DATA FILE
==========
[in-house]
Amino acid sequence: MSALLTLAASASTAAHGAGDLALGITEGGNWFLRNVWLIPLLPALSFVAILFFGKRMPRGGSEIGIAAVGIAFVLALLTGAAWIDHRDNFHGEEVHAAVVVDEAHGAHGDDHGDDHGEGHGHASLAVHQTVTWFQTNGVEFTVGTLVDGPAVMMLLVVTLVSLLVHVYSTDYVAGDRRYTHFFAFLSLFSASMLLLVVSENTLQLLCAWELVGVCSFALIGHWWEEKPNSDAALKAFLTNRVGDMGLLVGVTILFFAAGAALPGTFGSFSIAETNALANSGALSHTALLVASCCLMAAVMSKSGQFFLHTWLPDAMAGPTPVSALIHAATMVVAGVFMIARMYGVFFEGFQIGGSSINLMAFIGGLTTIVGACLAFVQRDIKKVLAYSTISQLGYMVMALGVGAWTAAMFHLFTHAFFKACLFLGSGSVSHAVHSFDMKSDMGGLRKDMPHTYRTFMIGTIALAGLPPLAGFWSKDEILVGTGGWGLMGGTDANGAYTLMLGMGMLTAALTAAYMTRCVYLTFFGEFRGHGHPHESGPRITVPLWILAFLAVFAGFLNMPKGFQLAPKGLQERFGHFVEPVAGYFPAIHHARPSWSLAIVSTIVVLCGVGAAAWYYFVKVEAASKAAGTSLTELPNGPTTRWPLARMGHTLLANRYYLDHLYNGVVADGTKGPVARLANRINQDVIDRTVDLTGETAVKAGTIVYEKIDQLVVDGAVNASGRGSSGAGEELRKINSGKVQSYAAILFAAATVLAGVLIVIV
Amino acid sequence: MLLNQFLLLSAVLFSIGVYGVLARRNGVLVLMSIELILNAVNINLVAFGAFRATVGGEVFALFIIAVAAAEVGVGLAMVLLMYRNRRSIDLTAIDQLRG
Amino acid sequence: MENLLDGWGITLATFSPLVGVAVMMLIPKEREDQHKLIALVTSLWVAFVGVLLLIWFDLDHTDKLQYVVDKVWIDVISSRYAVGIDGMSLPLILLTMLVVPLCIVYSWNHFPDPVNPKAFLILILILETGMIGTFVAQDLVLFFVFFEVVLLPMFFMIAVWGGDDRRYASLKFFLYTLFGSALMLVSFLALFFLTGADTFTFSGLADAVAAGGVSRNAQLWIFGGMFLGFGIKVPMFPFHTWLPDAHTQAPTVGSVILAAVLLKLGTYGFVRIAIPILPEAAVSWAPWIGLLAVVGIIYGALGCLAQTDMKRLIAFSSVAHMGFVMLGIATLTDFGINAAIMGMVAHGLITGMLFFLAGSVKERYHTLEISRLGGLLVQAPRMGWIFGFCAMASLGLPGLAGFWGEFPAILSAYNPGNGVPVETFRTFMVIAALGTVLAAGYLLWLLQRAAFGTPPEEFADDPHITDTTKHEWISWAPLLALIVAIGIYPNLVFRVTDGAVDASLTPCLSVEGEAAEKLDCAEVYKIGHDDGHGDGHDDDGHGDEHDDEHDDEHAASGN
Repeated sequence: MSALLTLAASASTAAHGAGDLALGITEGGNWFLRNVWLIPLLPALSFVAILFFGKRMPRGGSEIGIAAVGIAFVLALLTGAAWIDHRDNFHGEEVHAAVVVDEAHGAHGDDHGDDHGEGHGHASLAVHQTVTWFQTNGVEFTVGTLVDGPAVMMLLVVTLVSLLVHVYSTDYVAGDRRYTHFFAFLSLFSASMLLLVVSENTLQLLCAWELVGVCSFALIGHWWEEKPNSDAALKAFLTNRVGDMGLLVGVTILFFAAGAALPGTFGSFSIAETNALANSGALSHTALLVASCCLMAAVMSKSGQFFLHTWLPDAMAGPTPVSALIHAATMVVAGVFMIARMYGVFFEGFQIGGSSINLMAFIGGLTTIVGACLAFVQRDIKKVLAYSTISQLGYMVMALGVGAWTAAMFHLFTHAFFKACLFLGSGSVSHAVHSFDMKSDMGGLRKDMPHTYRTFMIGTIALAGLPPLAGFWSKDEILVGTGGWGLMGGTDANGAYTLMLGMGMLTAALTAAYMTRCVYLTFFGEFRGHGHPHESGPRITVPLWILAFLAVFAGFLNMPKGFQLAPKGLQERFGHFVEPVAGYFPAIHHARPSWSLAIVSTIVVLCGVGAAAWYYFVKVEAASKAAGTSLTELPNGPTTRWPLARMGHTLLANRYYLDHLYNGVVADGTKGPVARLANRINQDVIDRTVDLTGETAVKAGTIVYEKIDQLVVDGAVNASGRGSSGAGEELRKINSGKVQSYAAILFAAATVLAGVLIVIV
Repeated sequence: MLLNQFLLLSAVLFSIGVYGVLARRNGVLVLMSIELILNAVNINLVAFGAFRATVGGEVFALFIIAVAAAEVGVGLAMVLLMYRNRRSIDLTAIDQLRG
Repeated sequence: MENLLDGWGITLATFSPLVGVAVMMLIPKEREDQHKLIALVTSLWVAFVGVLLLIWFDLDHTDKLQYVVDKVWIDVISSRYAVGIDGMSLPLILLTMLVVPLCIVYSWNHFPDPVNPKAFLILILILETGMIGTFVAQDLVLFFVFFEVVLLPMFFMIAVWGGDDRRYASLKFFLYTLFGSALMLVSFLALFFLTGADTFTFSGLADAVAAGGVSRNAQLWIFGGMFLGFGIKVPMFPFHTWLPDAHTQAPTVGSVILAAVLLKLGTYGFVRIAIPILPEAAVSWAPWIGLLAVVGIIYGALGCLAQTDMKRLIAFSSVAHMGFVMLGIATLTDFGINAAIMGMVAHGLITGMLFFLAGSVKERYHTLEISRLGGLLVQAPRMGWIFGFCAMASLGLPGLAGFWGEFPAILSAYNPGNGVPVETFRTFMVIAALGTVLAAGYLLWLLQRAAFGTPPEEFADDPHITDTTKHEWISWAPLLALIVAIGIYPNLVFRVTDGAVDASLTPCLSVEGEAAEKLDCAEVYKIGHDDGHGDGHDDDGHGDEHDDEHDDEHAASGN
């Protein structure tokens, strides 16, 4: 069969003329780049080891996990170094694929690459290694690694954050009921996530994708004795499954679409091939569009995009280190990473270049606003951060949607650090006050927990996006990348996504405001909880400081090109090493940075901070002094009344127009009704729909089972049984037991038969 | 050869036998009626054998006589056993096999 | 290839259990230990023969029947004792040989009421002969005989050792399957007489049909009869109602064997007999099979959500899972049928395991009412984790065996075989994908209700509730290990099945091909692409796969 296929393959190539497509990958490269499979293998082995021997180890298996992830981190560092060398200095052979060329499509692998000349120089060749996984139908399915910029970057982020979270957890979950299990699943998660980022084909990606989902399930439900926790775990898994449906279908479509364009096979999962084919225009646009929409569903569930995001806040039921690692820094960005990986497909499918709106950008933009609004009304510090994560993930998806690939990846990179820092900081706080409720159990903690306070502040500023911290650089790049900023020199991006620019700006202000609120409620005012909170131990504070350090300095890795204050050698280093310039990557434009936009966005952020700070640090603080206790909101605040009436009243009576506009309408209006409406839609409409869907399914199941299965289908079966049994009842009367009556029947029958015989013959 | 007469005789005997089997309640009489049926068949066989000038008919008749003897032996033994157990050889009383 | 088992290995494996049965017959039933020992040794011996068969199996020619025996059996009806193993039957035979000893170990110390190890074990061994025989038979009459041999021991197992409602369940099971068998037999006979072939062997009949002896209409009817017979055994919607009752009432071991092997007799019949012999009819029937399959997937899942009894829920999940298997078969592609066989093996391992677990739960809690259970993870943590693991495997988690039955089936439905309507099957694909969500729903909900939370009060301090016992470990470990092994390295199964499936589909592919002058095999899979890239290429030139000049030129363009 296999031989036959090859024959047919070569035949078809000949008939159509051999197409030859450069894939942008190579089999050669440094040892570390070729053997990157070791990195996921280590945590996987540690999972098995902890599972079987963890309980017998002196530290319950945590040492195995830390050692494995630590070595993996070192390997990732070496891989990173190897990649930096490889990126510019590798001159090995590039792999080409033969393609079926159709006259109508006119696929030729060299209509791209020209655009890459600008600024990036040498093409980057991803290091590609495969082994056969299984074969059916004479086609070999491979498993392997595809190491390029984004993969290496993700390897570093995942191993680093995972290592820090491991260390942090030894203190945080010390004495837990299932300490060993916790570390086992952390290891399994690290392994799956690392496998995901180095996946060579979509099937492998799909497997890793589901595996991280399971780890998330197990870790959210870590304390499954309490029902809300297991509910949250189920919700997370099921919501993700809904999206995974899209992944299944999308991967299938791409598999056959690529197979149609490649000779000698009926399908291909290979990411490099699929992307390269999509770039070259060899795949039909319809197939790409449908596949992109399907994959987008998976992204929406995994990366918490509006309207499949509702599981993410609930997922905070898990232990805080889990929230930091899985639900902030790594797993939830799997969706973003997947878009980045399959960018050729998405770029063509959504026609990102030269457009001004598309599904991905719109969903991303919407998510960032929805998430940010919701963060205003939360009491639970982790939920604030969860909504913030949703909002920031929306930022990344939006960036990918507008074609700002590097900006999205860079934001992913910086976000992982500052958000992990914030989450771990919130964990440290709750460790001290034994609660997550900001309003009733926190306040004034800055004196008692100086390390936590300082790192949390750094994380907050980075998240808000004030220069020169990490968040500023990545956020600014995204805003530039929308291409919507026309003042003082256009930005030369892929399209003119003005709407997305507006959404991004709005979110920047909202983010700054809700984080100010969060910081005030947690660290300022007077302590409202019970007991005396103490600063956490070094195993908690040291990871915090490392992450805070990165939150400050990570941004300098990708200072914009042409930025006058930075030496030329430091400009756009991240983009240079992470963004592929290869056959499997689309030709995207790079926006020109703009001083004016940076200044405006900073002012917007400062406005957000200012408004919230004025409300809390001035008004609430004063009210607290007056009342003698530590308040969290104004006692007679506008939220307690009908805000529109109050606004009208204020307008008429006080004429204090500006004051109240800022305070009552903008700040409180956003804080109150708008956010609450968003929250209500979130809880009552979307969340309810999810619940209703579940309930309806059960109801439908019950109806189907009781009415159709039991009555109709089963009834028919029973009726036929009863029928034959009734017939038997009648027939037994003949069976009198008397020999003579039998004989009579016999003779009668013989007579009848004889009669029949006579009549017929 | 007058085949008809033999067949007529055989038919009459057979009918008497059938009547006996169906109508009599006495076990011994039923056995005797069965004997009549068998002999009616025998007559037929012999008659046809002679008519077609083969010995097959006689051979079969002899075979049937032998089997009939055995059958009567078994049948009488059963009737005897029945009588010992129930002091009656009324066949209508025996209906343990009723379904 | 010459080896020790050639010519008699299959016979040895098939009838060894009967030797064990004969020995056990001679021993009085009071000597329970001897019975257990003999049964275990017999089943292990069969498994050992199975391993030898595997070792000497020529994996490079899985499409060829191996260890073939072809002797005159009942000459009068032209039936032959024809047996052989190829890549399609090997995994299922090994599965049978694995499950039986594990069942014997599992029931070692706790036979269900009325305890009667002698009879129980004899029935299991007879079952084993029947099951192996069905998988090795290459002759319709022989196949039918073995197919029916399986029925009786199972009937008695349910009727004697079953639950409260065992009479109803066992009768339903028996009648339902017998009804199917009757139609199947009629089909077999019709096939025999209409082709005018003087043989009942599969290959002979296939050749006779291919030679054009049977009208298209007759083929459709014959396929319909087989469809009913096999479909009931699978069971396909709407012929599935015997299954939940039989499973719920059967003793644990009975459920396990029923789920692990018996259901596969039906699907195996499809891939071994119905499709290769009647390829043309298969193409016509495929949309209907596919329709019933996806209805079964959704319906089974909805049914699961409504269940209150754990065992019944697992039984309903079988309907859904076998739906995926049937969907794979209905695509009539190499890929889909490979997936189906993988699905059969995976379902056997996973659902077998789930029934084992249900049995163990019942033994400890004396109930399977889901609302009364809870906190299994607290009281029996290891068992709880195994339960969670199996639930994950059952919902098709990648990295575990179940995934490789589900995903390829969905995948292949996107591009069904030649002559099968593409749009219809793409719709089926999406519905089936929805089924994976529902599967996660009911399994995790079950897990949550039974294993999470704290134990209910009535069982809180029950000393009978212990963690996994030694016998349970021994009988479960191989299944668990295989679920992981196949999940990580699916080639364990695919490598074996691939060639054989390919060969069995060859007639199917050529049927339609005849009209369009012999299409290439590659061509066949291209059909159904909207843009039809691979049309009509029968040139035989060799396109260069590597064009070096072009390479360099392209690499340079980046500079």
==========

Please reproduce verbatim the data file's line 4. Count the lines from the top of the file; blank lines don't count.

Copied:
Amino acid sequence: MENLLDGWGITLATFSPLVGVAVMMLIPKEREDQHKLIALVTSLWVAFVGVLLLIWFDLDHTDKLQYVVDKVWIDVISSRYAVGIDGMSLPLILLTMLVVPLCIVYSWNHFPDPVNPKAFLILILILETGMIGTFVAQDLVLFFVFFEVVLLPMFFMIAVWGGDDRRYASLKFFLYTLFGSALMLVSFLALFFLTGADTFTFSGLADAVAAGGVSRNAQLWIFGGMFLGFGIKVPMFPFHTWLPDAHTQAPTVGSVILAAVLLKLGTYGFVRIAIPILPEAAVSWAPWIGLLAVVGIIYGALGCLAQTDMKRLIAFSSVAHMGFVMLGIATLTDFGINAAIMGMVAHGLITGMLFFLAGSVKERYHTLEISRLGGLLVQAPRMGWIFGFCAMASLGLPGLAGFWGEFPAILSAYNPGNGVPVETFRTFMVIAALGTVLAAGYLLWLLQRAAFGTPPEEFADDPHITDTTKHEWISWAPLLALIVAIGIYPNLVFRVTDGAVDASLTPCLSVEGEAAEKLDCAEVYKIGHDDGHGDGHDDDGHGDEHDDEHDDEHAASGN